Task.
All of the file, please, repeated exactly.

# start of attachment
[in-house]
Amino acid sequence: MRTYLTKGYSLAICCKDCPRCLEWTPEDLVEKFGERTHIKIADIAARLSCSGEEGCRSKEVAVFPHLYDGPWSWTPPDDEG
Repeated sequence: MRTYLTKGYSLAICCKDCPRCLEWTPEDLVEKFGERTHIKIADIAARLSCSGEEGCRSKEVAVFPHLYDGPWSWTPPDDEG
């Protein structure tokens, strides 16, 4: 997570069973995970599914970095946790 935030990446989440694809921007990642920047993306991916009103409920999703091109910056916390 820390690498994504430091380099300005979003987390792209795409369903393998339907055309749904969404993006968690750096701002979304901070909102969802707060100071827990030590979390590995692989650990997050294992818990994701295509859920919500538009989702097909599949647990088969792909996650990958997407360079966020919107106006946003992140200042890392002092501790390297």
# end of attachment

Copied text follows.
[in-house]
Amino acid sequence: MRTYLTKGYSLAICCKDCPRCLEWTPEDLVEKFGERTHIKIADIAARLSCSGEEGCRSKEVAVFPHLYDGPWSWTPPDDEG
Repeated sequence: MRTYLTKGYSLAICCKDCPRCLEWTPEDLVEKFGERTHIKIADIAARLSCSGEEGCRSKEVAVFPHLYDGPWSWTPPDDEG
């Protein structure tokens, strides 16, 4: 997570069973995970599914970095946790 935030990446989440694809921007990642920047993306991916009103409920999703091109910056916390 820390690498994504430091380099300005979003987390792209795409369903393998339907055309749904969404993006968690750096701002979304901070909102969802707060100071827990030590979390590995692989650990997050294992818990994701295509859920919500538009989702097909599949647990088969792909996650990958997407360079966020919107106006946003992140200042890392002092501790390297």